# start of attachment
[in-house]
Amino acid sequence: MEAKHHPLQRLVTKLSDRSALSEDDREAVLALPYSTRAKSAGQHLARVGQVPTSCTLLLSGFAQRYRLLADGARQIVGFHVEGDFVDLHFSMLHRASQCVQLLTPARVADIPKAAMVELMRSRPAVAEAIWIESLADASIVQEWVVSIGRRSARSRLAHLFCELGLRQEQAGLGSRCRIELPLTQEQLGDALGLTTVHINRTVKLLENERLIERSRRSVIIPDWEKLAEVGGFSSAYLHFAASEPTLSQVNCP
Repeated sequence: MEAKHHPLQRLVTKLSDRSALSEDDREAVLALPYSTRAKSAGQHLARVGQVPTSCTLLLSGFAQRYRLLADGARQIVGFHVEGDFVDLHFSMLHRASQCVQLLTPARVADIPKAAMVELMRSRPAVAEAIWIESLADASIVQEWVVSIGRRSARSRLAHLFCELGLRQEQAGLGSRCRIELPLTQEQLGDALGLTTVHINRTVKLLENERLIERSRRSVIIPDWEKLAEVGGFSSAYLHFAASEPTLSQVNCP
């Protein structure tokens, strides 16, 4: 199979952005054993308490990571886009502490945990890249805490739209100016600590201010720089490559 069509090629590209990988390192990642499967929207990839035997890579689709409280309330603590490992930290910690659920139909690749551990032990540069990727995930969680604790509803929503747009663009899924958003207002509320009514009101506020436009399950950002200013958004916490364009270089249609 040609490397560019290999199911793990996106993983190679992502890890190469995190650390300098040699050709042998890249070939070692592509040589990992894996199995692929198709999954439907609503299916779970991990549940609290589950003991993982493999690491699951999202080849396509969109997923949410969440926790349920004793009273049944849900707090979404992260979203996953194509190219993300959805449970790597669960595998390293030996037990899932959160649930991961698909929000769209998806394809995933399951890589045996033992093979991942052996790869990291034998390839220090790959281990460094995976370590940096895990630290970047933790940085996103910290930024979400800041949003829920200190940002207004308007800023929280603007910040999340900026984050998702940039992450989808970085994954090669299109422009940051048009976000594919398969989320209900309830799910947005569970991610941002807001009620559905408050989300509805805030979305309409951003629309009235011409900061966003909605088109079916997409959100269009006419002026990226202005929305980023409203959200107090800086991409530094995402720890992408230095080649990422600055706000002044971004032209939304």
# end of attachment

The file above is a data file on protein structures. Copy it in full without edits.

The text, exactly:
[in-house]
Amino acid sequence: MEAKHHPLQRLVTKLSDRSALSEDDREAVLALPYSTRAKSAGQHLARVGQVPTSCTLLLSGFAQRYRLLADGARQIVGFHVEGDFVDLHFSMLHRASQCVQLLTPARVADIPKAAMVELMRSRPAVAEAIWIESLADASIVQEWVVSIGRRSARSRLAHLFCELGLRQEQAGLGSRCRIELPLTQEQLGDALGLTTVHINRTVKLLENERLIERSRRSVIIPDWEKLAEVGGFSSAYLHFAASEPTLSQVNCP
Repeated sequence: MEAKHHPLQRLVTKLSDRSALSEDDREAVLALPYSTRAKSAGQHLARVGQVPTSCTLLLSGFAQRYRLLADGARQIVGFHVEGDFVDLHFSMLHRASQCVQLLTPARVADIPKAAMVELMRSRPAVAEAIWIESLADASIVQEWVVSIGRRSARSRLAHLFCELGLRQEQAGLGSRCRIELPLTQEQLGDALGLTTVHINRTVKLLENERLIERSRRSVIIPDWEKLAEVGGFSSAYLHFAASEPTLSQVNCP
């Protein structure tokens, strides 16, 4: 199979952005054993308490990571886009502490945990890249805490739209100016600590201010720089490559 069509090629590209990988390192990642499967929207990839035997890579689709409280309330603590490992930290910690659920139909690749551990032990540069990727995930969680604790509803929503747009663009899924958003207002509320009514009101506020436009399950950002200013958004916490364009270089249609 040609490397560019290999199911793990996106993983190679992502890890190469995190650390300098040699050709042998890249070939070692592509040589990992894996199995692929198709999954439907609503299916779970991990549940609290589950003991993982493999690491699951999202080849396509969109997923949410969440926790349920004793009273049944849900707090979404992260979203996953194509190219993300959805449970790597669960595998390293030996037990899932959160649930991961698909929000769209998806394809995933399951890589045996033992093979991942052996790869990291034998390839220090790959281990460094995976370590940096895990630290970047933790940085996103910290930024979400800041949003829920200190940002207004308007800023929280603007910040999340900026984050998702940039992450989808970085994954090669299109422009940051048009976000594919398969989320209900309830799910947005569970991610941002807001009620559905408050989300509805805030979305309409951003629309009235011409900061966003909605088109079916997409959100269009006419002026990226202005929305980023409203959200107090800086991409530094995402720890992408230095080649990422600055706000002044971004032209939304």